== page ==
You may think that my question relates to Egypt, or those nations where dictators fix elections to give themselves the appearance of credibility without the reality.
Sadly, my focus is not on them but on our own political system. Surely, that cannot be true, you may think, but please think again.
We may have free elections, a Parliament to hold government to account, the rule of law and a free press, but how well do they function and how secure is British democracy? As events in Egypt demonstrate, there is more to democracy than political institutions and elections. They only deliver genuine democracy if they operate in a healthy democratic culture.
That does not exist in Egypt and there are grounds for concern that Britain’s political culture is not as healthy as we might wish. First, our election system is unnecessarily biased towards Labour. For the Conservatives to gain a majority in 2015 they have to win at least 7% more than their opponents. That was why Mr Cameron wanted to reform the system but was blocked by the other parties. He also said he would legislate to enable voters to recall their MP if he or she behaved badly but it has not happened. He also suggested that if sufficient numbers petitioned on an issue the Commons would debate it.
These measures could have motivated more active citizen participation. So too could Police and Crime Commissioners, directly elected local mayors and proportional representation but voters boycotted the PCC elections and rejected the other two changes. Therein lays the second issue, voter apathy. In the last three elections less than two-thirds of electors bothered to vote, compared with 80% turnout in the 1950’s. Consumerism has infiltrated politics. Few people were excited by the ‘Big Society’ vision because they had no time or willingness to accept the responsibilities of active citizenship. Yes, there are exceptions. People participate in ‘neighbourhood watch’ to protect their properties. A few also serve as street pastors and in running food banks but the majority just live for themselves. This is not how it should be. God created us in his own image and gave us all responsibilities in his creation. Moreover we need democracy because “Man is so fallen that no man can be trusted with unchecked power over his fellows”.[i] More positively, Jesus called his disciples to be salt and light, different from the world but involved in it as agents of change.[ii] Thus Christians, at least, have a duty to be active citizens and not retreat into a pietistic irresponsibility. To opt out is surely a sin! Without active citizen participation democracy really is in danger. Party membership is shrinking so joiners participating in candidate selection and policy debates could make a difference. As Edmund Burke said, “All that is needed for evil to triumph is that good men do nothing”.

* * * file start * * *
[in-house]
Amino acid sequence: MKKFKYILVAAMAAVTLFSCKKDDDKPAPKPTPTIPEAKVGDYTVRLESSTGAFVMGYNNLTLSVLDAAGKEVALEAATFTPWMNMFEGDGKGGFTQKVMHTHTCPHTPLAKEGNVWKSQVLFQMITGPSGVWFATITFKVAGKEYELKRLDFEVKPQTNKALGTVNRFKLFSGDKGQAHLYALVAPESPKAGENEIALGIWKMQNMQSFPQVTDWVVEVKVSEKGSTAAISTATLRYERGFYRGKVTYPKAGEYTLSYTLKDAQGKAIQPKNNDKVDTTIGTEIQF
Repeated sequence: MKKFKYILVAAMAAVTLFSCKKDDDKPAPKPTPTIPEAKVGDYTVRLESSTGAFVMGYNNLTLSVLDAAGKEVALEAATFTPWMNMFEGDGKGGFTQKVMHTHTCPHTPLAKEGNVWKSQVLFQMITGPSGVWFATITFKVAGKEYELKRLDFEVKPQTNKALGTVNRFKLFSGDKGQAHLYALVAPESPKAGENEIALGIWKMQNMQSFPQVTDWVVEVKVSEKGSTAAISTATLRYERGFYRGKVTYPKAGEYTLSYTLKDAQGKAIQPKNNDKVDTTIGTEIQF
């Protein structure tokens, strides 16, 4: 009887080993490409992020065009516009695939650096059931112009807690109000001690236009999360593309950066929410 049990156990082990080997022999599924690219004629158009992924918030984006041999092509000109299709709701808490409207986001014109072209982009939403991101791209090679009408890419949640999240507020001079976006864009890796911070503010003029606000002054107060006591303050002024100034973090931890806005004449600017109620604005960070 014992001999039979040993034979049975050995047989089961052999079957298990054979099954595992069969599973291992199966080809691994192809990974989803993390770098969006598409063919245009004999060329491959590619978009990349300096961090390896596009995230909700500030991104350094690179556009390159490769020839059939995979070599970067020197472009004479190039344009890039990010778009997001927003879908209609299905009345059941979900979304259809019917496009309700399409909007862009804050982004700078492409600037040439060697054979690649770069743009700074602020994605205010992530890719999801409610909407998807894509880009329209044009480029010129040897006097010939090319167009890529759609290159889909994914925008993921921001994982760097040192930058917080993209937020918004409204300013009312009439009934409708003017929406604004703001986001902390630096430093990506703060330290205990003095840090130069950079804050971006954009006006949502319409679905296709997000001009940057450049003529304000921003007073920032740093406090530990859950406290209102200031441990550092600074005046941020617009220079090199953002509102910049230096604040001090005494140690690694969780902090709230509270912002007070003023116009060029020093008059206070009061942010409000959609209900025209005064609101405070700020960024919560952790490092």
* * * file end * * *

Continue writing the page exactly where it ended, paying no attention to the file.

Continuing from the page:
[i] C. S. Lewis, “Equality” in “Present Concerns” p17 (Mariner Books, San Diego 2002)
[ii] Matthew 5:13-16; 13:33; see also Romans 12:2